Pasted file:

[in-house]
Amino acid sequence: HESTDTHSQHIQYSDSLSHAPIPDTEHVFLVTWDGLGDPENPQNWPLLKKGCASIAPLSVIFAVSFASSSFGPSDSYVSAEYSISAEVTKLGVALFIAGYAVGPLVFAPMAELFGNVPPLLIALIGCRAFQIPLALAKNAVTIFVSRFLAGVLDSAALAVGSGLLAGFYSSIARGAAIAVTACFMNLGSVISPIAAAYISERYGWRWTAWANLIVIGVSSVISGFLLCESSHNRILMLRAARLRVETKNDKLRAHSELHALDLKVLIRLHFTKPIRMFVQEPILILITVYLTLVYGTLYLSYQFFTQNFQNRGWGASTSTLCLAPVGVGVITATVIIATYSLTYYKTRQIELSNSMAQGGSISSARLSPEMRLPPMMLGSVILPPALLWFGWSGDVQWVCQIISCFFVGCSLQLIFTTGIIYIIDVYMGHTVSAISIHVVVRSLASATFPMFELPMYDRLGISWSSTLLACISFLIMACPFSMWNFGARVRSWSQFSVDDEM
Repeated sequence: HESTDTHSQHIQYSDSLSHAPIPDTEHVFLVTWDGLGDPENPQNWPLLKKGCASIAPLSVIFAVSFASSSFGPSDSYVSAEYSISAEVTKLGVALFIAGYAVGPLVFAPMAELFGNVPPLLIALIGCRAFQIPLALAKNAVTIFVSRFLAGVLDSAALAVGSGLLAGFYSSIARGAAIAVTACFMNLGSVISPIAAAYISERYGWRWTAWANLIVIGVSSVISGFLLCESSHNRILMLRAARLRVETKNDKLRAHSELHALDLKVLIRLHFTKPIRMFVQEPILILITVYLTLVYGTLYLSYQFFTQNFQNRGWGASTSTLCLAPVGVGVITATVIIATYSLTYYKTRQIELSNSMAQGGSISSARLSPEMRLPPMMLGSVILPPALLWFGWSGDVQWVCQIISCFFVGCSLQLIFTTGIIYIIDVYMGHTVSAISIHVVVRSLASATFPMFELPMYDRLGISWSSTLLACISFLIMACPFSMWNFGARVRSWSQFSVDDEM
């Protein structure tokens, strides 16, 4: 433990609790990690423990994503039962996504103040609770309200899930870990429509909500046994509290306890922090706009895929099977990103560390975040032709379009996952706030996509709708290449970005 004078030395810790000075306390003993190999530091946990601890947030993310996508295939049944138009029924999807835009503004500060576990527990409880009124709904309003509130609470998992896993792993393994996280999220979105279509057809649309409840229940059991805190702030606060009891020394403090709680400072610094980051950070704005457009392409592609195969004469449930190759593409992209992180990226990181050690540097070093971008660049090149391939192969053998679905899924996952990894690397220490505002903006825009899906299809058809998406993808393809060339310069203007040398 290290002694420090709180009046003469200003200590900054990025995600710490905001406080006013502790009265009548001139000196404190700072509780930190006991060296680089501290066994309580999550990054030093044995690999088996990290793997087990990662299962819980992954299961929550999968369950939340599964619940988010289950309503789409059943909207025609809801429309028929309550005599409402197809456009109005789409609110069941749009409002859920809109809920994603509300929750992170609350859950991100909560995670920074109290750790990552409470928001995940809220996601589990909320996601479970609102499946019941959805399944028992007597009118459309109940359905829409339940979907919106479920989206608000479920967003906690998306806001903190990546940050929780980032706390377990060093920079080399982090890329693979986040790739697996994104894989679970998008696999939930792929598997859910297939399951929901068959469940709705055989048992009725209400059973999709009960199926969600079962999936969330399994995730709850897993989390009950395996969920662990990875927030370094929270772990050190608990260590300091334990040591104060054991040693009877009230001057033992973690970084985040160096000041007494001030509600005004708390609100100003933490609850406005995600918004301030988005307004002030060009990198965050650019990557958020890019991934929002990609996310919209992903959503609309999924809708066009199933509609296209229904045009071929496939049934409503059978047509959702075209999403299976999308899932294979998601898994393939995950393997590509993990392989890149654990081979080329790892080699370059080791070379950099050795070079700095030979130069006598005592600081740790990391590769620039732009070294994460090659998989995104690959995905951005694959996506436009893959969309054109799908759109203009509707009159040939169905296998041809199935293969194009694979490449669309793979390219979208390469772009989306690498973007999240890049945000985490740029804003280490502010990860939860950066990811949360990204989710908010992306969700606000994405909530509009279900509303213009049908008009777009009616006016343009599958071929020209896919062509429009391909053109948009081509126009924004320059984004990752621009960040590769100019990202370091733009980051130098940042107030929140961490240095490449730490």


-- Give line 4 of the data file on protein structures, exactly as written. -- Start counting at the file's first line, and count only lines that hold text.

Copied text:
């Protein structure tokens, strides 16, 4: 433990609790990690423990994503039962996504103040609770309200899930870990429509909500046994509290306890922090706009895929099977990103560390975040032709379009996952706030996509709708290449970005 004078030395810790000075306390003993190999530091946990601890947030993310996508295939049944138009029924999807835009503004500060576990527990409880009124709904309003509130609470998992896993792993393994996280999220979105279509057809649309409840229940059991805190702030606060009891020394403090709680400072610094980051950070704005457009392409592609195969004469449930190759593409992209992180990226990181050690540097070093971008660049090149391939192969053998679905899924996952990894690397220490505002903006825009899906299809058809998406993808393809060339310069203007040398 290290002694420090709180009046003469200003200590900054990025995600710490905001406080006013502790009265009548001139000196404190700072509780930190006991060296680089501290066994309580999550990054030093044995690999088996990290793997087990990662299962819980992954299961929550999968369950939340599964619940988010289950309503789409059943909207025609809801429309028929309550005599409402197809456009109005789409609110069941749009409002859920809109809920994603509300929750992170609350859950991100909560995670920074109290750790990552409470928001995940809220996601589990909320996601479970609102499946019941959805399944028992007597009118459309109940359905829409339940979907919106479920989206608000479920967003906690998306806001903190990546940050929780980032706390377990060093920079080399982090890329693979986040790739697996994104894989679970998008696999939930792929598997859910297939399951929901068959469940709705055989048992009725209400059973999709009960199926969600079962999936969330399994995730709850897993989390009950395996969920662990990875927030370094929270772990050190608990260590300091334990040591104060054991040693009877009230001057033992973690970084985040160096000041007494001030509600005004708390609100100003933490609850406005995600918004301030988005307004002030060009990198965050650019990557958020890019991934929002990609996310919209992903959503609309999924809708066009199933509609296209229904045009071929496939049934409503059978047509959702075209999403299976999308899932294979998601898994393939995950393997590509993990392989890149654990081979080329790892080699370059080791070379950099050795070079700095030979130069006598005592600081740790990391590769620039732009070294994460090659998989995104690959995905951005694959996506436009893959969309054109799908759109203009509707009159040939169905296998041809199935293969194009694979490449669309793979390219979208390469772009989306690498973007999240890049945000985490740029804003280490502010990860939860950066990811949360990204989710908010992306969700606000994405909530509009279900509303213009049908008009777009009616006016343009599958071929020209896919062509429009391909053109948009081509126009924004320059984004990752621009960040590769100019990202370091733009980051130098940042107030929140961490240095490449730490």